Sunday, July 28, 2013

Time Magazine Article on University Mergers

Time Magazine ran an article on recent university mergers and consolidations, describing the combinations as a trend that may continue as institutions are pressed for financial resources and leaders embrace business principles to maintain viability and achieve growth.

Johnson University, Florida Christian College Merge

Johnson University, in Knoxville and Florida Christian College, in Kissimmee, Fla., have merged to become part of the newly established Johnson University System. Florida Christian College is now Johnson University Florida. 

Rutgers Merger Celebrated in New Jersey

Leaders in New Jersey are celebrating the recent merger of Rutgers University and the University of Medicine and Dentistry of New Jersey. Governor Chris Christie is touting the improved research status of the combined institution as well as its ability to be a driver for the local economy. Rutgers President Robert Barchi details the enhanced ability of the new institution to better recruit students and faculty, as well as its status nationally among research institutions.

Monday, July 1, 2013

Rutgers Merger Takes Effect

Today marks the merger of Rutgers University and the University of Medicine and Dentistry of New Jersey, a combination that some are calling the largest merger in the history of American higher education. Benefits outlined by the university include a broader scope of academic programs for students, strengthened community partnerships, especially in health care, and new economic opportunities for New Jersey businesses and residents.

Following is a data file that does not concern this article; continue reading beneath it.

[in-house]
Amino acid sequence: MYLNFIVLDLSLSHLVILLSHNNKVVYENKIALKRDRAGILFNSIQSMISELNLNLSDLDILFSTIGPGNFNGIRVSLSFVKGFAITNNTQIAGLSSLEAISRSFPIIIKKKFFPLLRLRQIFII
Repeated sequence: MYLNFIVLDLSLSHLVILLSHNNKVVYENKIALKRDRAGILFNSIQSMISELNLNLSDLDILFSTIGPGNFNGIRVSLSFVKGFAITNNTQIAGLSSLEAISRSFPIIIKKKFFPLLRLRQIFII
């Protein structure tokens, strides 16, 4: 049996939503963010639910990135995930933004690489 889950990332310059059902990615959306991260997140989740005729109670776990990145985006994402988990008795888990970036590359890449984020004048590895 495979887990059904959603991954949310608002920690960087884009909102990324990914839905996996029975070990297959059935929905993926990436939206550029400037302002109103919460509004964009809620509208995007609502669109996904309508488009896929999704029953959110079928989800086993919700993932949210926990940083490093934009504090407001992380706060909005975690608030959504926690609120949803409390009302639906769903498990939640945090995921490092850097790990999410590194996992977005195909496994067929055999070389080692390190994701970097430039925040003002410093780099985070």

The size of the merger is massive when considering the financial implications: a $1.4 billion medical school merging with a $2.3 billion research university. Many administrative, financial academic and other operations will need to be combined and streamlined as the merger progresses.

Aside from administrative functions, also to be observed is the human element. As the Rutgers merger was initiated by the governor and the legislature, not the institutions themselves, university constituent buy-in may not be as high as at other institutions that initiated their own mergers. While many may recognize the merger as being opportunistic or beneficial overall (particularly in the long-run, after the lengthy integration process), it remains given the political impetus that the merger was something done "to" Rutgers, not "by" Rutgers. Anytime change is forced upon an organization it is not as well-received as when the cause for change happens from within. How smoothly will this process go and how quickly and thoroughly will a new brand for the combined institution be adopted and accepted by university constituents?

Also to be observed from the Rutgers merger - who is watching? No doubt many higher education observers across the United States. It has been well-documented that the top research institutions across the country (especially public universities) are affiliated with medical schools. And that medical schools benefit from being attached to comprehensive universities. It is likely that the trend for freestanding medical, law and other professional schools merging with comprehensive universities will continue. What institutions will consider merger next?